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J Neurophysiol. 2011 May;105(5):2448-56. doi: 10.1152/jn.00291.2010. Epub 2011 Feb 23.

Contextual cuing contributes to the independent modification of multiple internal models for vocal control.

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  • 1Department of Psychology, Wilfrid Laurier University, Waterloo, Ontario N2L 3C5 Canada.

Abstract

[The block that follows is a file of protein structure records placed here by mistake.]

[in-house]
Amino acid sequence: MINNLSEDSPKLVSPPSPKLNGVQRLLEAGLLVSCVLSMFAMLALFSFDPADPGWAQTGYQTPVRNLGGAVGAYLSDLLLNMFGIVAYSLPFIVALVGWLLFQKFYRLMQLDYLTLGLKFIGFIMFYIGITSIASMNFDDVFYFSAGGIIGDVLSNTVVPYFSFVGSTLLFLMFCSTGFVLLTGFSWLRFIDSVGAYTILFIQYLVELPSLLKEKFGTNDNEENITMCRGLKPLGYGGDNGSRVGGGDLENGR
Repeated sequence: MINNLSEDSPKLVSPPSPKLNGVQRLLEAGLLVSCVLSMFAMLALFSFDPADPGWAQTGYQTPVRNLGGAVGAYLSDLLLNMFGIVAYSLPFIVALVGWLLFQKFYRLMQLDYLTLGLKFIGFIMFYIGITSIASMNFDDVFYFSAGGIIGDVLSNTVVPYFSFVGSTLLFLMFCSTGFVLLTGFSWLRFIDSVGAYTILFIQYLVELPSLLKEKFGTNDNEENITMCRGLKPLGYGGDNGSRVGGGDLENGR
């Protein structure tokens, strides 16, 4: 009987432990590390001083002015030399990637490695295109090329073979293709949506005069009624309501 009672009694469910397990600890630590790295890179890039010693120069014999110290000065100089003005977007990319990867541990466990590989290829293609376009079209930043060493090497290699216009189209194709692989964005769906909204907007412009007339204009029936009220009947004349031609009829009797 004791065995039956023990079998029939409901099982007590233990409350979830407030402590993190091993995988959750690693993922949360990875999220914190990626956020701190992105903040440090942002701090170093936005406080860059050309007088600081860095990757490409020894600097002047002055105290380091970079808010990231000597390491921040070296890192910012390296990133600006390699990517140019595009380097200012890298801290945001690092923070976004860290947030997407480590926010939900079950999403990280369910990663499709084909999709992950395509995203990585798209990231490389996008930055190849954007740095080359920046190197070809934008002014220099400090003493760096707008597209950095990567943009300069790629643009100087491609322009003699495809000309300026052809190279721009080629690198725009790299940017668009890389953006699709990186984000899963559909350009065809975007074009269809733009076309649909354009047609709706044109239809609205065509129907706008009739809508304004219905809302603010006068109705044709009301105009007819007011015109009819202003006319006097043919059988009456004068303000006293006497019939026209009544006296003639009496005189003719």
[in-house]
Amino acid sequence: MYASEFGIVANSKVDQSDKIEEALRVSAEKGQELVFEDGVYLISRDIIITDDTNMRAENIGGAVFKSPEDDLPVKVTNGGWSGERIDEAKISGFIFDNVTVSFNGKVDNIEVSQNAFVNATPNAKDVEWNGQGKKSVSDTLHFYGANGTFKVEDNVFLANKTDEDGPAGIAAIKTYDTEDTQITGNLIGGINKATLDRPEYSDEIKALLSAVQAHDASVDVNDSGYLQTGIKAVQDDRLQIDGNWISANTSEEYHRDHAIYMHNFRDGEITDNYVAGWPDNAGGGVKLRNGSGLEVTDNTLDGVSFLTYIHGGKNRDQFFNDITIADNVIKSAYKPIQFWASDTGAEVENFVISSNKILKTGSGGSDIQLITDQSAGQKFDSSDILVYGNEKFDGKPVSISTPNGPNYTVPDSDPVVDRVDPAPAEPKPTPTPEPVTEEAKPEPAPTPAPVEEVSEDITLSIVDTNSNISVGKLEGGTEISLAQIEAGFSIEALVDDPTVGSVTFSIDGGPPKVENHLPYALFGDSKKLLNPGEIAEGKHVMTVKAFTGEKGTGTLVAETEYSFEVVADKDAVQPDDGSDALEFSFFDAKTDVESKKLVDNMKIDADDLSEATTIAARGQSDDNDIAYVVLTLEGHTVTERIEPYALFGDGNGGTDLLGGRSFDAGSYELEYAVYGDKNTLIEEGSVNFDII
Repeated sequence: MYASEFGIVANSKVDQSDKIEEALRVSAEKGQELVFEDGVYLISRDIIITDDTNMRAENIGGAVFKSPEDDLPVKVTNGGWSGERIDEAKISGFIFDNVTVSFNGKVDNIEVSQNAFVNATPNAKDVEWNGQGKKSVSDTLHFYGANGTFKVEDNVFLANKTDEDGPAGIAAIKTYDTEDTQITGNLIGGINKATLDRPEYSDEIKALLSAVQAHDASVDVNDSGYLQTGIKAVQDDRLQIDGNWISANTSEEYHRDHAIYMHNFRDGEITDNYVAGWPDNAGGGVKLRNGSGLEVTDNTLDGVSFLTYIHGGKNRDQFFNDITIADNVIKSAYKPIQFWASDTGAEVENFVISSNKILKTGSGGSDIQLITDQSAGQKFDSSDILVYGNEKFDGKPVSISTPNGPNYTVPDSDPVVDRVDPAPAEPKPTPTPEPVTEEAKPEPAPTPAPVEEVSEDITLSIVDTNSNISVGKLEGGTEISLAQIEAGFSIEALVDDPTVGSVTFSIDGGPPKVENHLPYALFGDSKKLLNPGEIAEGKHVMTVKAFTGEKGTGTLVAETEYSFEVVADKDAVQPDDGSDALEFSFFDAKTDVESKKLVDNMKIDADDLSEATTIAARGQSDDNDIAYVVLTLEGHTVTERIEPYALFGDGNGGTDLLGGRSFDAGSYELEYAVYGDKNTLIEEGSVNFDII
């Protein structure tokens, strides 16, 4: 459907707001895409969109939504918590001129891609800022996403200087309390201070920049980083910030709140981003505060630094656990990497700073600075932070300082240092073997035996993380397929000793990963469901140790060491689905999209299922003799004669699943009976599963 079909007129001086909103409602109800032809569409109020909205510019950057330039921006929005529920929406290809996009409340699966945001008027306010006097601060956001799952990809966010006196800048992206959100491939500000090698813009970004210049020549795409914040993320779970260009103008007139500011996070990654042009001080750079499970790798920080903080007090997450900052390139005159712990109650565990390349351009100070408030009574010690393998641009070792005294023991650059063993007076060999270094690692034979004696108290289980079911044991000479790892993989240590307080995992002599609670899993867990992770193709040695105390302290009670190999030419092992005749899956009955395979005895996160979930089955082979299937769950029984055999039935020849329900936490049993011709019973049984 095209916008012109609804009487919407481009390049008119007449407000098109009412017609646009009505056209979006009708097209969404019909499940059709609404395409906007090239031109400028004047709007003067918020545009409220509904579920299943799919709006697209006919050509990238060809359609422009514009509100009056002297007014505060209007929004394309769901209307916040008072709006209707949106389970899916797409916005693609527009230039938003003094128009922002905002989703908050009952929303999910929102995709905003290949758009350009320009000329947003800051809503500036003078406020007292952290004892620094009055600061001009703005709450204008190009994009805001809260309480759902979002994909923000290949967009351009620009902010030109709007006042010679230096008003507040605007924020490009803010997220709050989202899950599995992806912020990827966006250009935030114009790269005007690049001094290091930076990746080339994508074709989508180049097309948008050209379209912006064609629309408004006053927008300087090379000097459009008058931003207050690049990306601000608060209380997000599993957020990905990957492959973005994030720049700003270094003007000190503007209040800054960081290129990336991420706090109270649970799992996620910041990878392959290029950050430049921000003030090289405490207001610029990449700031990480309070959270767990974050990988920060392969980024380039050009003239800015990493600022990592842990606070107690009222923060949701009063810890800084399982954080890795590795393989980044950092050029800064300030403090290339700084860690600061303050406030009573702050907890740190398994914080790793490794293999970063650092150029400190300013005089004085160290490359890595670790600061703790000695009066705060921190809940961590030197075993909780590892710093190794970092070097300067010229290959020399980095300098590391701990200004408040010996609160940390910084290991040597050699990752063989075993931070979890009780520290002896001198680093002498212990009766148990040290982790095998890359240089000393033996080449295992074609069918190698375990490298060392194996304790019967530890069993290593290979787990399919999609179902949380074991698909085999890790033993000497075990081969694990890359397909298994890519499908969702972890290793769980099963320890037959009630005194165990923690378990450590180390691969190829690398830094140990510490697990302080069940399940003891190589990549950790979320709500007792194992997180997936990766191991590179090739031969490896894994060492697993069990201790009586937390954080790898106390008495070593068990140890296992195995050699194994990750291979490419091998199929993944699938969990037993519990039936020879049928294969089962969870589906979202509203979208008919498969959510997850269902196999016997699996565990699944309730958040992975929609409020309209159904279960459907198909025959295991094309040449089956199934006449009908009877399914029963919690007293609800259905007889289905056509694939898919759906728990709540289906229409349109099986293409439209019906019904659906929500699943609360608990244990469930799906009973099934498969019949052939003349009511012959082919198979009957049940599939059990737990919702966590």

Research on the control of visually guided limb movements indicates that the brain learns and continuously updates an internal model that maps the relationship between motor commands and sensory feedback. A growing body of work suggests that an internal model that relates motor commands to sensory feedback also supports vocal control. There is evidence from arm-reaching studies that shows that when provided with a contextual cue, the motor system can acquire multiple internal models, which allows an animal to adapt to different perturbations in diverse contexts. In this study we show that trained singers can rapidly acquire multiple internal models regarding voice fundamental frequency (F(0)). These models accommodate different perturbations to ongoing auditory feedback. Participants heard three musical notes and reproduced each one in succession. The musical targets could serve as a contextual cue to indicate which direction (up or down) feedback would be altered on each trial; however, participants were not explicitly instructed to use this strategy. When participants were gradually exposed to altered feedback adaptation was observed immediately following vocal onset. Aftereffects were target specific and did not influence vocal productions on subsequent trials. When target notes were no longer a contextual cue, adaptation occurred during altered feedback trials and evidence for trial-by-trial adaptation was found. These findings indicate that the brain is exceptionally sensitive to the deviations between auditory feedback and the predicted consequence of a motor command during vocalization. Moreover, these results indicate that, with contextual cues, the vocal control system may maintain multiple internal models that are capable of independent modification during different tasks or environments.

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